Tuesday, 17 December 2019

Questions (268)

Fergus O'Dowd


268. Deputy Fergus O'Dowd asked the Minister for Justice and Equality the legislative and policy measures available to tackle underage drinking; and if he will make a statement on the matter. [52715/19]

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Written answers (Question to Justice)

There are robust statutory provisions in place regarding the sale and the consumption of intoxicating liquor by persons under the age of 18 years. The law in this area was most recently amended by the Intoxicating Liquor Act 2008, which amended the Licensing Acts and the Criminal Justice (Public Order) Act 1994 with the aim of reducing access to alcohol and at the same time strengthening measures to tackle public disorder and anti-social behaviour.

The sale of alcohol products to underage persons is prohibited under licensing law. It is an offence under section 31(2) of the Intoxicating Liquor Act 1988, as amended, for a licence holder to sell or deliver, or permit another person to sell or deliver, intoxicating liquor to a person under 18 years of age. This applies equally to premises with off-licences, including supermarkets, convenience stores and similar outlets, and those with on-licences such as public houses, hotels and nightclubs. On conviction for a first offence, a mandatory closure order of between two and seven days will be imposed by the court, together with a fine of up to €3,000. The penalties for a second or subsequent offence is a closure order of between seven and thirty days and a fine of up to €5,000. In addition, the licence holder is required to continue to pay staff for the duration of the closure period.

Moreover, under section 32 of the 1988 Act, as amended, it is an offence for a person to purchase intoxicating liquor for delivery to, or consumption by, a person under the age of 18 years or to deliver intoxicating liquor to such a person. Under section 33 of the 1988 Act, as amended, it is also illegal for a person under 18 years to buy intoxicating liquor or to consume it in any place outside their home or in another person's home where they are present by right or with permission.

The Intoxicating Liquor Act 2008 also provides the Gardaí with significant additional powers to address the problem of alcohol sales to persons under the age of 18 years. Section 14 contains provisions which allow a Garda who believes with reasonable cause that a person is under 18 years and that he or she, or anyone accompanying that person, is in possession of intoxicating liquor for the purpose of consuming it in a place other than a private dwelling, to seek an explanation and if not satisfied with the reply, the Garda may seize the intoxicating liquor if it is not handed over voluntarily.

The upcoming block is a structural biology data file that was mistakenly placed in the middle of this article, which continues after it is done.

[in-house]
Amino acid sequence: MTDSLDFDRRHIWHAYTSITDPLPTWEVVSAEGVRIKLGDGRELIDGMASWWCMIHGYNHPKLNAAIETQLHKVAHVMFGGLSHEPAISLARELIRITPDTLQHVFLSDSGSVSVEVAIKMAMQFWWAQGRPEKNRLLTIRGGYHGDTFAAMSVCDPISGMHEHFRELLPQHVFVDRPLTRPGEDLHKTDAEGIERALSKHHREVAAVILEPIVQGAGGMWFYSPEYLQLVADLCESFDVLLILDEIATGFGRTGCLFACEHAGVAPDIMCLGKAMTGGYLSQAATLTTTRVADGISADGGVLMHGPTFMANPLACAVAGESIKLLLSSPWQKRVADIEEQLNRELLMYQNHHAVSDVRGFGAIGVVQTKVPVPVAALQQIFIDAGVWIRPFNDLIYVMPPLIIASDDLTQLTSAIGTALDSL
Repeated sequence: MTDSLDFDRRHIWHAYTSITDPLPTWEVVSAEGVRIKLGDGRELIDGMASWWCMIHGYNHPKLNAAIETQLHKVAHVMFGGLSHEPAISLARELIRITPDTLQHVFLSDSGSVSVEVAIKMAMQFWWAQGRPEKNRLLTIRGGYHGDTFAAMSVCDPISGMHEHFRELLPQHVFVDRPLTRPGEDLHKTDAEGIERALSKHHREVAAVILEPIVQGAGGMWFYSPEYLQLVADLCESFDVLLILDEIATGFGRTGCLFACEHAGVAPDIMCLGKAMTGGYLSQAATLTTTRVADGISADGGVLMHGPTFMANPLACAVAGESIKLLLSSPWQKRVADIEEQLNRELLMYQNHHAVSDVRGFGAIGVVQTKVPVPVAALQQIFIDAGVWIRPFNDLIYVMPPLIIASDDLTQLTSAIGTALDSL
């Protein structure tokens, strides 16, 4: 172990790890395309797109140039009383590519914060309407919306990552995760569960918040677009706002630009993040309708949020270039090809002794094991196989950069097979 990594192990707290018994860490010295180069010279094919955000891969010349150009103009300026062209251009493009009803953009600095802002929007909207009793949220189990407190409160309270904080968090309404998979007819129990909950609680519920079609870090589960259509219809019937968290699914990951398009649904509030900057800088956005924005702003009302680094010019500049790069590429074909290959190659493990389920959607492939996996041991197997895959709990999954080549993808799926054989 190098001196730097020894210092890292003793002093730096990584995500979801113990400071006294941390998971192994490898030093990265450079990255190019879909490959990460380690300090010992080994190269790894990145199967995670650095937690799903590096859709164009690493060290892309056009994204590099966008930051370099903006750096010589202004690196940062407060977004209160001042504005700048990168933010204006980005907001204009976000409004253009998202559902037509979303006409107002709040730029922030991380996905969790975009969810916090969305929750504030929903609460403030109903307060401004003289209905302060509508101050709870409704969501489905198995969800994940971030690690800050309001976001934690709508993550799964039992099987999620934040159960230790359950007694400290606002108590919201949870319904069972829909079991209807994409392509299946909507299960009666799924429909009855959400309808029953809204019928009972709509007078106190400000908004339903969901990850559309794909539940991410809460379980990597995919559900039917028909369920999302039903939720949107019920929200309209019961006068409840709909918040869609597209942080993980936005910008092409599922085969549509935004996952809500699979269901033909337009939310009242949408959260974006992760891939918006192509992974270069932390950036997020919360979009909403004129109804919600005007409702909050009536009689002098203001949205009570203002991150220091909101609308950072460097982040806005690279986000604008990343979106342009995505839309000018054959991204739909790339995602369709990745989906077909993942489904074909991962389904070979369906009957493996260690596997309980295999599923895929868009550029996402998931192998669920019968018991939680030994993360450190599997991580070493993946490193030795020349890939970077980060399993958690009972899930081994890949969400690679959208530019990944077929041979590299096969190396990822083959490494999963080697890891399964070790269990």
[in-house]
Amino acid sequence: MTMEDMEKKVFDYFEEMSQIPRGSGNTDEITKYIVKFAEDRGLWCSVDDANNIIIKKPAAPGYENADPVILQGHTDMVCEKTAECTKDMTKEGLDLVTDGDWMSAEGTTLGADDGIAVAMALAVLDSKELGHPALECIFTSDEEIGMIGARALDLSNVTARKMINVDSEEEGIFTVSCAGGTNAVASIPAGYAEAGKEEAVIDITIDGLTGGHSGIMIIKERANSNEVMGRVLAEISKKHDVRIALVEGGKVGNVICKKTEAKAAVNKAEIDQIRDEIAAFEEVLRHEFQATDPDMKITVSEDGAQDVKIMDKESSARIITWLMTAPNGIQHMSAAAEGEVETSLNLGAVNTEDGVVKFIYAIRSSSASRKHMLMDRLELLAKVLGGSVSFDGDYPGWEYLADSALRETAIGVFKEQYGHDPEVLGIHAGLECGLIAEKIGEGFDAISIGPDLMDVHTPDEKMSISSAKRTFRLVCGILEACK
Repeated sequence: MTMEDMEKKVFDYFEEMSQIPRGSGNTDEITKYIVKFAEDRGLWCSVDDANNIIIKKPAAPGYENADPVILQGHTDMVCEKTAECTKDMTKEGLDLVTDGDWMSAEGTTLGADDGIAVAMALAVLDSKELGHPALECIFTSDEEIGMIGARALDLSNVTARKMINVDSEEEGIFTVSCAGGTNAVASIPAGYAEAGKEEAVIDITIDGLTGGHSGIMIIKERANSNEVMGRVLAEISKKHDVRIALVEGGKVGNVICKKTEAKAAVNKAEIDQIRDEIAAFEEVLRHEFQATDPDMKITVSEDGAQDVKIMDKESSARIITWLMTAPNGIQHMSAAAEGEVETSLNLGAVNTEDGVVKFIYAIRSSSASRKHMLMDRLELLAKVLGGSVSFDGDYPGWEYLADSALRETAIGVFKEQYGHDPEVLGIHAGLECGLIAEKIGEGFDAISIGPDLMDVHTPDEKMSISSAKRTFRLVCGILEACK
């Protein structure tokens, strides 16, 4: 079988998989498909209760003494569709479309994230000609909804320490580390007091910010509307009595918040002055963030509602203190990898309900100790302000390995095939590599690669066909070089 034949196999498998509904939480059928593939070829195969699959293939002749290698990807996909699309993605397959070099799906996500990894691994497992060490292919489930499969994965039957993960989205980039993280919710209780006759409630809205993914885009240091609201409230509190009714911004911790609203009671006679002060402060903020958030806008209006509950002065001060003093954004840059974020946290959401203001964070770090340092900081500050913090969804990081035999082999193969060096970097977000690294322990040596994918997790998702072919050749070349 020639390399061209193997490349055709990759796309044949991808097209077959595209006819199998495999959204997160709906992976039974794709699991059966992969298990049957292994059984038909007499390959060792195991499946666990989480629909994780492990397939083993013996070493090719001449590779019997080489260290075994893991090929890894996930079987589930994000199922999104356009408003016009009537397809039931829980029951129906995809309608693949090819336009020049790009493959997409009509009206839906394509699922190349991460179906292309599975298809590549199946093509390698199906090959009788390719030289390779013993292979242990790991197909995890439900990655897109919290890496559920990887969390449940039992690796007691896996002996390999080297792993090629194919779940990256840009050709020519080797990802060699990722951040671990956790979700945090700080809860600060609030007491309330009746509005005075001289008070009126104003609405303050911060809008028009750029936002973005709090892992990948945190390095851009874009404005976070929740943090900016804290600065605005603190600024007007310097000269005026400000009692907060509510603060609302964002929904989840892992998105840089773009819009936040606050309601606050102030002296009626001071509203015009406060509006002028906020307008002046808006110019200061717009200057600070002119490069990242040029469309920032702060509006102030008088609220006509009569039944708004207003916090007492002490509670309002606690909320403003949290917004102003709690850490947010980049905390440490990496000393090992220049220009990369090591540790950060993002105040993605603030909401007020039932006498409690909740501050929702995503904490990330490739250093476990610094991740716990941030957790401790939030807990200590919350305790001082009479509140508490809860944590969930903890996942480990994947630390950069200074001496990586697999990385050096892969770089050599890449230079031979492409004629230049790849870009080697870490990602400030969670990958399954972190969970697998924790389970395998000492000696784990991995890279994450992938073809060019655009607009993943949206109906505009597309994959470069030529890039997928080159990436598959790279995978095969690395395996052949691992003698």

Section 14 of the 2008 Act also makes provision for the test purchasing of alcohol products. The primary objective of the scheme, which entered into force on 1 October 2010, is to enable the Gardaí to target those licensed premises which are suspected of engaging in illegal sales to young people. This scheme provides the Gardaí with an additional instrument in its overall enforcement strategy.

The Garda national age card scheme is an important proof-of-age mechanism in respect of the sale of intoxicating liquor. The scheme is administered by the Gardaí and it has, in co-operation with the licensed trade, helped to combat underage consumption of intoxicating liquor.

The Criminal Justice (Public Order) Act 1994, which was amended by the 2008 Act, also permits the Gardaí to seize bottles or containers containing intoxicating liquor where there is a reasonable apprehension of public disorder or damage to property and require a person to leave the place concerned in a peaceable and orderly manner. Incidents of public disorder and anti-social behaviour arising from excessive consumption of intoxicating liquor are investigated by the Gardaí and dealt with in an appropriate manner, including by caution, fixed charge penalty notices or commencement of proceedings.

In the area of public health, the overarching objectives of the Public Health (Alcohol) Act 2018 are to reduce alcohol consumption and to address alcohol misuse. It includes a number of provisions containing restrictions on the content, placement and volume of alcohol advertising. The aim of these restrictions includes the protection of children from exposure to alcohol advertising and to break positive associations between alcohol and social or sporting success. The Act also restricts the sponsorship by alcohol companies of events where the majority of those taking part are children or where events are aimed particularly at children.